|Alexander v Dunlop Tire Corp.|
|2011 NY Slip Op 01100 [81 AD3d 1134]|
|February 17, 2011|
|Appellate Division, Third Department|
|Published by New York State Law Reporting Bureau pursuant to Judiciary Law § 431.|
| Myrna Alexander et al., Appellants, v Dunlop Tire Corporation,
Respondent, et al., Defendants. (Action No. 1.) Natasha Williamson,
Dunlop Tire Corporation, Respondent, et al., Defendants. (Action No. 2.)
Bailey & Sherman, P.C., Douglaston (Edward G. Bailey of counsel), for Natasha
Wilson, Elser, Moskowitz, Edelman & Dicker, L.L.P., White Plains (Robert A. Spolzino of
counsel), for respondent.
Bailey & Sherman, P.C., Douglaston (Edward G. Bailey of counsel), for Natasha Williamson, appellant.
Wilson, Elser, Moskowitz, Edelman & Dicker, L.L.P., White Plains (Robert A. Spolzino of counsel), for respondent.
McCarthy, J. Appeal from an order of the Supreme Court (Tait, J.), entered September 11, 2009 in Broome County, which granted a motion by defendant Dunlop Tire Corporation to exclude plaintiffs' expert and for summary judgment dismissing the complaints against it.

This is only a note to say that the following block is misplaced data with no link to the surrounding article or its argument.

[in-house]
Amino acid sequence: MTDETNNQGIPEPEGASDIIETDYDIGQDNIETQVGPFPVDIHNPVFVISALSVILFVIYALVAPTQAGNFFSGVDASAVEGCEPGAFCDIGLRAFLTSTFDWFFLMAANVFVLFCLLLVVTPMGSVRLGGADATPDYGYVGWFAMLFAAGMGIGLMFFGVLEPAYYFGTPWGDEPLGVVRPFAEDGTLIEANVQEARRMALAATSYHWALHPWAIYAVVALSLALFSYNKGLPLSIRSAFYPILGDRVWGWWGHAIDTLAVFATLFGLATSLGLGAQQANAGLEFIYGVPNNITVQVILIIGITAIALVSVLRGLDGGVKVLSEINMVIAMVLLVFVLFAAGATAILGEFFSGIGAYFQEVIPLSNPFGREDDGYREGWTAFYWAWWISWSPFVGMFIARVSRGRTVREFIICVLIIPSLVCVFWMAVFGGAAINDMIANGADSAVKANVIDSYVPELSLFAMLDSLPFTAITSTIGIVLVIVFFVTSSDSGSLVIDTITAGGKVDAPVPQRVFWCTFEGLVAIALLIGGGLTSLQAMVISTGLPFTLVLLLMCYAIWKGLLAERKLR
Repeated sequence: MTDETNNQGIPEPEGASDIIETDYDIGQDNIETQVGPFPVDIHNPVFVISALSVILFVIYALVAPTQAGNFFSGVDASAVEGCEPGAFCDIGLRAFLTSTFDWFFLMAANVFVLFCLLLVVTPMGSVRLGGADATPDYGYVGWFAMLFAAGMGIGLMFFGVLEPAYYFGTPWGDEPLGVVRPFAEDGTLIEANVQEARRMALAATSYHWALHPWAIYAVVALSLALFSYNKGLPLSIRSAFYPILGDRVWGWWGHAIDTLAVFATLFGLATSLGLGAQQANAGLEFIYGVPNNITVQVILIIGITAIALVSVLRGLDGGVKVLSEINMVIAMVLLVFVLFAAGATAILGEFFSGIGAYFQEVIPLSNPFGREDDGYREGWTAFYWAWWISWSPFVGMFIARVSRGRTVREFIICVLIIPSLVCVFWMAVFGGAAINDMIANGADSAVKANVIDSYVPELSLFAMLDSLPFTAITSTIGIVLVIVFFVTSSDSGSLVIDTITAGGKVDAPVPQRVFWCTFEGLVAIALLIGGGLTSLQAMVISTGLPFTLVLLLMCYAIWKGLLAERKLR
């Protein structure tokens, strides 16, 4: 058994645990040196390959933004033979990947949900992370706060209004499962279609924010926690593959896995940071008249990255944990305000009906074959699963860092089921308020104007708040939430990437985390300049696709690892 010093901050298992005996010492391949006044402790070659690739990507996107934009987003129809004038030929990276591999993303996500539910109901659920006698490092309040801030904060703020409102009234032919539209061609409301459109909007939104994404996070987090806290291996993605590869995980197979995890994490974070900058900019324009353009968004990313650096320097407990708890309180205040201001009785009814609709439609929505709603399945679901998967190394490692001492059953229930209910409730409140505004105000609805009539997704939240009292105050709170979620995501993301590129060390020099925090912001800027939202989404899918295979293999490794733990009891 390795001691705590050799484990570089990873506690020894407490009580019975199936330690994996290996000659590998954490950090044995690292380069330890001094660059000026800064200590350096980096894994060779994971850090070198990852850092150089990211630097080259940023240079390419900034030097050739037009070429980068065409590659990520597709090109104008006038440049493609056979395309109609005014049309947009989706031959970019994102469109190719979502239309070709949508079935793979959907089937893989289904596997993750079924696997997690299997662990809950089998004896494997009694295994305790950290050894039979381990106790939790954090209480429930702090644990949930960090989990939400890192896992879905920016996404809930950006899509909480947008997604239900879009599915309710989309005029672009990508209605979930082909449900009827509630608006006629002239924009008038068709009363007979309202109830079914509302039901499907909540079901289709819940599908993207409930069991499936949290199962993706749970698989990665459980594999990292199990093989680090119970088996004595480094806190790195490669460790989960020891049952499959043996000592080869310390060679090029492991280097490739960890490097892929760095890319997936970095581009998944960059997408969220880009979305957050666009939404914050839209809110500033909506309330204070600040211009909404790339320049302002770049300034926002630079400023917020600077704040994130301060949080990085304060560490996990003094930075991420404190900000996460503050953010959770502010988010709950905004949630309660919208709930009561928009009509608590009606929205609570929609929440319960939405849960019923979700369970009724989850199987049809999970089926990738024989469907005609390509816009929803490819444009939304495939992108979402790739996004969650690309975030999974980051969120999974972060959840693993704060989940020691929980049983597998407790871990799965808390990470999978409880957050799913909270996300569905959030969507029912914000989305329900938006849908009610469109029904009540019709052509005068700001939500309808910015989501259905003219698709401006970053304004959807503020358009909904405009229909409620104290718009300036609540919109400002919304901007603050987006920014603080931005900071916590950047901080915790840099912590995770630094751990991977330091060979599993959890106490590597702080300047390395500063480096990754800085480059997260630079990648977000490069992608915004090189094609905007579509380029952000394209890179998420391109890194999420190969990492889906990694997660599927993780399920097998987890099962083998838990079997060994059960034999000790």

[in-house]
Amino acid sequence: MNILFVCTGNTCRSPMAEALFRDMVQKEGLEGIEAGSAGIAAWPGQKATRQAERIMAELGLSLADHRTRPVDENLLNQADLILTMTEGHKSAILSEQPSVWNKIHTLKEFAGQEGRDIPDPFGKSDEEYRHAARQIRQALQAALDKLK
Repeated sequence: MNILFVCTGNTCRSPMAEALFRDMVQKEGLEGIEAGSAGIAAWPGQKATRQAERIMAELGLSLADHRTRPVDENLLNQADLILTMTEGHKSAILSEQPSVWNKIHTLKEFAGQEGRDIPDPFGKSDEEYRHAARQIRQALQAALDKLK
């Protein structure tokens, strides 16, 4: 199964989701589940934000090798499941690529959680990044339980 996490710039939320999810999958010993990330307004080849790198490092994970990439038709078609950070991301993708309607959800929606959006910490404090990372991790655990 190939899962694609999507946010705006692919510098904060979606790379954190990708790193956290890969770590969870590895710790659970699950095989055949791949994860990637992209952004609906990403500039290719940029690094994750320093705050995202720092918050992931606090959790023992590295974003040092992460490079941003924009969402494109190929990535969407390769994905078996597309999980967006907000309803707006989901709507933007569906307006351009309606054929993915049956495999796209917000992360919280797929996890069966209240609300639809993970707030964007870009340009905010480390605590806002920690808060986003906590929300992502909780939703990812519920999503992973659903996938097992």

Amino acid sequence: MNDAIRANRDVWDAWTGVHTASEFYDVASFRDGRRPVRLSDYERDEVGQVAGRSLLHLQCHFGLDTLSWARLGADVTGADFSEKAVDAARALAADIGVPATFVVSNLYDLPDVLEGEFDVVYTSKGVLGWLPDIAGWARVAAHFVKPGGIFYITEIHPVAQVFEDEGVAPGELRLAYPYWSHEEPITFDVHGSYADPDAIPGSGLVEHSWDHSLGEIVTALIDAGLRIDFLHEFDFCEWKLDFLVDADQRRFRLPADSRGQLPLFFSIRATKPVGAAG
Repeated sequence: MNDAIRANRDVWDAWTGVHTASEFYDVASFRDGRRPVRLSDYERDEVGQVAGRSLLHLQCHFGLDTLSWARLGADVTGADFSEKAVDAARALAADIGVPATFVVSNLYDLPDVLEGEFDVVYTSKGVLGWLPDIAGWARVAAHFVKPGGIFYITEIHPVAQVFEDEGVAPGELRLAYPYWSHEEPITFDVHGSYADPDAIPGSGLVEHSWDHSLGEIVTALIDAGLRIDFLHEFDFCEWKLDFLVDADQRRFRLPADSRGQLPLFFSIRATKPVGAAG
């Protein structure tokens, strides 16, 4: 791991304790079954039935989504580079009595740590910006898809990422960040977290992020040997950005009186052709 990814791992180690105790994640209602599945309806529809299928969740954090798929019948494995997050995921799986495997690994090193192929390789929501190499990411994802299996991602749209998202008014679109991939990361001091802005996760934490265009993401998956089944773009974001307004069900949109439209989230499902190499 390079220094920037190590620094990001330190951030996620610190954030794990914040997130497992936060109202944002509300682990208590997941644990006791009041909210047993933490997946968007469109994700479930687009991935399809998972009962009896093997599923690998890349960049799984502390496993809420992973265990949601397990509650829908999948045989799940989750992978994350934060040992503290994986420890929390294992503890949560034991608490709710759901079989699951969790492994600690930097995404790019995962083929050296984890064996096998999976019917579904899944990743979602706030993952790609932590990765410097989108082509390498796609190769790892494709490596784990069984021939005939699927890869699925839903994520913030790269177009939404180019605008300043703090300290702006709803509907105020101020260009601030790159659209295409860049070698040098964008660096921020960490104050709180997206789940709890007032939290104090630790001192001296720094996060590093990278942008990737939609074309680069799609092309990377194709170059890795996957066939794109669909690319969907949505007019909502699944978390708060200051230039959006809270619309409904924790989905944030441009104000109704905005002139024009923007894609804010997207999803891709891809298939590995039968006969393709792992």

The underlying facts of this appeal stem from an August 2002 single-car rollover accident that occurred on Interstate 81 in Broome County. Three of the plaintiffs in action No. 1 were injured. A fourth plaintiff is the surviving spouse of a passenger who was killed in the accident. Plaintiff in action No. 2, who was the driver of the vehicle,[FN1] was also injured. Separate actions were commenced against multiple defendants, including defendant Dunlop Tire Corporation, alleging causes of action including strict liability, breach of warranty and negligence. As is relevant to this appeal, plaintiffs in both actions asserted that the accident was caused by the tread separation failure of the left rear tire, a product manufactured by Dunlop. The two actions were subsequently joined for the purpose of discovery and trial.